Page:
Govt needs to regain public confidence
THE DECISION BY CABINET to adjust the municipal solid waste tax is a welcome one, and the Government is to be complimented on having the good political and economic sense to have made so speedy an announcement. It will silence some of the more vocal of its critics.
If the voice of the people is as the voice of God, then it was only a matter of time before the outcry against the more rigid aspects of the tax were modified, since as someone said not so long ago, the business of politics is akin to that of a popularity contest. Given that truth, no Government worth its salt would have continued on a path that would have caused ruin to its political capital.
What is of greater moment is the partial turnaround of Government policy as it affects the bottom line of the budgeted revenue to be recovered from the tax. If the official policy was not to grant any exemptions or discounts but only to look at hardship cases after payment of the tax, then the new concessions will distort the anticipated inflows from the tax.
In its present situation, the Government would have been anticipating as full a recovery as possible and this new development, though very welcome, may well open the administration to charges of ad-hocism in its policy on the solid waste tax.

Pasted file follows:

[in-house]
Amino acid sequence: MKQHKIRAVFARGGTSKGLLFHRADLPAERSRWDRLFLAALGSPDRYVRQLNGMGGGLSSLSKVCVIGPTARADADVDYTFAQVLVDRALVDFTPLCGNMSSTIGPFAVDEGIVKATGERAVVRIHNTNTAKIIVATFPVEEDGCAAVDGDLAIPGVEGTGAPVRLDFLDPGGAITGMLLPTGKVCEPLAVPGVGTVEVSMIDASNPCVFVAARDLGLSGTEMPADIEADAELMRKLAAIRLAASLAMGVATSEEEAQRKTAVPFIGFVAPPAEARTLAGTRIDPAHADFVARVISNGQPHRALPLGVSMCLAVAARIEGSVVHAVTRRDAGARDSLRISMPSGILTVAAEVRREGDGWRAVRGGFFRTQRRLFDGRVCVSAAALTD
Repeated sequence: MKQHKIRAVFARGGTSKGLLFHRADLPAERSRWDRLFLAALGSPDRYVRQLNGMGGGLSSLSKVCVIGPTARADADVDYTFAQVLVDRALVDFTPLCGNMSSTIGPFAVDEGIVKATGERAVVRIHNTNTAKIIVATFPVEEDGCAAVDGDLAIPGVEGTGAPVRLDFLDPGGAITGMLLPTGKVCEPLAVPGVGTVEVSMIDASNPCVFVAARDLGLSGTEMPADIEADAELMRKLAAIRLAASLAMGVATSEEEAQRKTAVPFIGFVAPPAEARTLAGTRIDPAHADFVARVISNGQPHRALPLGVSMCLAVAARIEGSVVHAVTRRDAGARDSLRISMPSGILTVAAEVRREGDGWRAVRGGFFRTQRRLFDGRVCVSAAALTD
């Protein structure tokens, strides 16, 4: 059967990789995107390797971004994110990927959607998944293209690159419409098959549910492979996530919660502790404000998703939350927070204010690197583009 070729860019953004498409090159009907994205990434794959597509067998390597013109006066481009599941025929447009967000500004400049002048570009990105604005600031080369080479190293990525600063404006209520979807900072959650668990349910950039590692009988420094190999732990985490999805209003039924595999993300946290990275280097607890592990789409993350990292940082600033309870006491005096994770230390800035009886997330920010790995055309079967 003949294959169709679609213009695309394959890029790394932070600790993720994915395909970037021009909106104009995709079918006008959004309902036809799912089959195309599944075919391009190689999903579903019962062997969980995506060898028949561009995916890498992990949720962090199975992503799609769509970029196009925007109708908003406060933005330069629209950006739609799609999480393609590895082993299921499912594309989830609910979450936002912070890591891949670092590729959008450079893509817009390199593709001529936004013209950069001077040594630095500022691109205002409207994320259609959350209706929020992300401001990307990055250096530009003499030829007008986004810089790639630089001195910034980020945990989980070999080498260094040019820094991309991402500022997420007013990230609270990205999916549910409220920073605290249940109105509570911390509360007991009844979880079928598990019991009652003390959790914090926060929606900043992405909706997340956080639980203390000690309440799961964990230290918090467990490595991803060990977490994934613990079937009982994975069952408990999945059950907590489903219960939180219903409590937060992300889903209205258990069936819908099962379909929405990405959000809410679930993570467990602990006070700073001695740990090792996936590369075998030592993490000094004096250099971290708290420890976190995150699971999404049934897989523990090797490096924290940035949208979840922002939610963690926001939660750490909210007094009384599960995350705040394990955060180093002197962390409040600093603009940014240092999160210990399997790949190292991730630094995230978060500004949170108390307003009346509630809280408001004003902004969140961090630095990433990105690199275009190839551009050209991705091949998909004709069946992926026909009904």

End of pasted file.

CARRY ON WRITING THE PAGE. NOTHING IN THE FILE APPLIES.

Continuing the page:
One expects that when new taxes are to be imposed, the proposals undergo the analytical scrutiny of the Ministry of Finance before the tax even sees the light of day, and that no impositions are imposed willy-nilly or on the basis of unsubstantiated estimates.
It now seems as if the policy has taken a hit in those areas which under proper scrutiny should have stood out as red flags to serious policy planners before the policy and the bill were exposed to the public.
That there has been widespread complaint about the tax makes it less likely that this policy and the tax will be welcomed with any degree of empathetic understanding; and public understanding and acceptance of Government policy at this time is needed if the Government is to go forward with those elements of fiscal policy which it touts will bring long-term gain on the back of short-term pain.
We understand the problems facing the Government as a whole on the fiscal deficit. We also believe the public recognizes that some effort must be made to put wrong things right. But the chorus of complaints and downright dissent heard on the tax should convince the Government that blanket impositions such as the solid waste tax may satisfy Government’s expectations only if they exhibit a human face.
Taxes are necessary, and some taxes are more necessary than others! The municipal solid waste tax is one of the most necessary, given the hole into which we have dug ourselves, but the last thing that we want is to have an administration publishing policy, and then having to amend that policy “before the ink is dry”.
If this country is to punch above its weight again, then this Government must regain full public confidence in its policies. The municipal solid waste tax fiasco shows that some of the Government’s steps still lack the sure-footedness necessary to recovery.